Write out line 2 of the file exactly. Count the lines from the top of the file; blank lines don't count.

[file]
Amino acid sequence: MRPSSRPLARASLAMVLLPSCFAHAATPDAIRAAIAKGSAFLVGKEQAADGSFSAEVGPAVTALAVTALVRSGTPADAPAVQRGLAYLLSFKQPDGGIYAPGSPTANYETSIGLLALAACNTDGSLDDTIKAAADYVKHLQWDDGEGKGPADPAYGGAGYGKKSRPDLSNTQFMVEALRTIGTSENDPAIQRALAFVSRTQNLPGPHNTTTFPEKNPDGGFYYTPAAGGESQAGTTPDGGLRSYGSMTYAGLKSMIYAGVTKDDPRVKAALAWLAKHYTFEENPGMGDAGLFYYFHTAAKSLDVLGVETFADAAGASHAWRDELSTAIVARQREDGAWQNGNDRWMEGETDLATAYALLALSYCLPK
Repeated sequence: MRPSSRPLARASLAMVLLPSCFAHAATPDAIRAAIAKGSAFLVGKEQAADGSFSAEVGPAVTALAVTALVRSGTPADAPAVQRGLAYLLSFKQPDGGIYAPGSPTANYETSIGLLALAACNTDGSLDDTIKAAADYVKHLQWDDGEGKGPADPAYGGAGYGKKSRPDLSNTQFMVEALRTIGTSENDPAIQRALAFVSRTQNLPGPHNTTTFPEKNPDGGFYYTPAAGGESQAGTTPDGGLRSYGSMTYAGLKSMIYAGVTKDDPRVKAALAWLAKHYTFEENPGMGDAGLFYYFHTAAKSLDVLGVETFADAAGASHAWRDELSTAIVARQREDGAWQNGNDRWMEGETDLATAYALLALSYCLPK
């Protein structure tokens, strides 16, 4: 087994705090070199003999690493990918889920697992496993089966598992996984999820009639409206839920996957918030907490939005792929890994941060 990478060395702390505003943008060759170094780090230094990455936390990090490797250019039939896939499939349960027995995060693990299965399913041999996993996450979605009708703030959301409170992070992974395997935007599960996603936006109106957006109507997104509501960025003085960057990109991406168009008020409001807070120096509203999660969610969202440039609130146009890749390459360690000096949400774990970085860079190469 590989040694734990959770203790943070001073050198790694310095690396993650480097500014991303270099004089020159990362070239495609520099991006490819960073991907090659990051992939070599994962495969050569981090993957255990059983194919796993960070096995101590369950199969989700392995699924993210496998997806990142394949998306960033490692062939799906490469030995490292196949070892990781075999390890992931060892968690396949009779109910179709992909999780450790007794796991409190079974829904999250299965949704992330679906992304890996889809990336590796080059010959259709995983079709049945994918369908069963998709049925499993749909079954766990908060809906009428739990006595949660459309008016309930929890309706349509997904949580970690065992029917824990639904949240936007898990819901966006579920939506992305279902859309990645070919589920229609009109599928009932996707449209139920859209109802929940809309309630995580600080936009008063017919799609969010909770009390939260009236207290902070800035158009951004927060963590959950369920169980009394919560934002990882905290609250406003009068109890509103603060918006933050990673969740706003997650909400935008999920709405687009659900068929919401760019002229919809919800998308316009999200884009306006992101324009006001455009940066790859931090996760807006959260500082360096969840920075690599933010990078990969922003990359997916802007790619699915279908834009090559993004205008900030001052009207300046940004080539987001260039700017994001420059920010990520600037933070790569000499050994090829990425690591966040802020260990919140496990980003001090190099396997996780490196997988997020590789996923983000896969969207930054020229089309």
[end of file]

Repeated sequence: MRPSSRPLARASLAMVLLPSCFAHAATPDAIRAAIAKGSAFLVGKEQAADGSFSAEVGPAVTALAVTALVRSGTPADAPAVQRGLAYLLSFKQPDGGIYAPGSPTANYETSIGLLALAACNTDGSLDDTIKAAADYVKHLQWDDGEGKGPADPAYGGAGYGKKSRPDLSNTQFMVEALRTIGTSENDPAIQRALAFVSRTQNLPGPHNTTTFPEKNPDGGFYYTPAAGGESQAGTTPDGGLRSYGSMTYAGLKSMIYAGVTKDDPRVKAALAWLAKHYTFEENPGMGDAGLFYYFHTAAKSLDVLGVETFADAAGASHAWRDELSTAIVARQREDGAWQNGNDRWMEGETDLATAYALLALSYCLPK